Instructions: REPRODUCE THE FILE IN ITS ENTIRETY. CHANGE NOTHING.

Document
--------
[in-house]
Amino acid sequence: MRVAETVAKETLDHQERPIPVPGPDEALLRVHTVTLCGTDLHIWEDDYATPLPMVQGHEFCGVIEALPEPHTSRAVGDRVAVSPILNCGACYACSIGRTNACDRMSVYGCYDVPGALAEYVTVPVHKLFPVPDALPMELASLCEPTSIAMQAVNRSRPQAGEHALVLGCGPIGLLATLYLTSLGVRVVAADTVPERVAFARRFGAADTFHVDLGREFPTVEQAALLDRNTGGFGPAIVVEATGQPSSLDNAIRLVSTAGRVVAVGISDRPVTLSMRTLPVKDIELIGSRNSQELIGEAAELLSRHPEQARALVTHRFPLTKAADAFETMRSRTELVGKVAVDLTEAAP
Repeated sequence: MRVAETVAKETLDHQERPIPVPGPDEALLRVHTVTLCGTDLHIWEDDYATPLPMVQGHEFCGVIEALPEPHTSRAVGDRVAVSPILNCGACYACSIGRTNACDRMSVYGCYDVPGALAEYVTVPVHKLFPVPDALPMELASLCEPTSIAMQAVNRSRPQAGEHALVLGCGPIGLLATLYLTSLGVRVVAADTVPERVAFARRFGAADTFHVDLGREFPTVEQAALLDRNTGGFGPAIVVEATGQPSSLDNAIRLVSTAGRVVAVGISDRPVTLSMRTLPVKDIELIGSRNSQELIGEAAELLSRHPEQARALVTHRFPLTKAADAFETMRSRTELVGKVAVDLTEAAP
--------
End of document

[in-house]
Amino acid sequence: MRVAETVAKETLDHQERPIPVPGPDEALLRVHTVTLCGTDLHIWEDDYATPLPMVQGHEFCGVIEALPEPHTSRAVGDRVAVSPILNCGACYACSIGRTNACDRMSVYGCYDVPGALAEYVTVPVHKLFPVPDALPMELASLCEPTSIAMQAVNRSRPQAGEHALVLGCGPIGLLATLYLTSLGVRVVAADTVPERVAFARRFGAADTFHVDLGREFPTVEQAALLDRNTGGFGPAIVVEATGQPSSLDNAIRLVSTAGRVVAVGISDRPVTLSMRTLPVKDIELIGSRNSQELIGEAAELLSRHPEQARALVTHRFPLTKAADAFETMRSRTELVGKVAVDLTEAAP
Repeated sequence: MRVAETVAKETLDHQERPIPVPGPDEALLRVHTVTLCGTDLHIWEDDYATPLPMVQGHEFCGVIEALPEPHTSRAVGDRVAVSPILNCGACYACSIGRTNACDRMSVYGCYDVPGALAEYVTVPVHKLFPVPDALPMELASLCEPTSIAMQAVNRSRPQAGEHALVLGCGPIGLLATLYLTSLGVRVVAADTVPERVAFARRFGAADTFHVDLGREFPTVEQAALLDRNTGGFGPAIVVEATGQPSSLDNAIRLVSTAGRVVAVGISDRPVTLSMRTLPVKDIELIGSRNSQELIGEAAELLSRHPEQARALVTHRFPLTKAADAFETMRSRTELVGKVAVDLTEAAP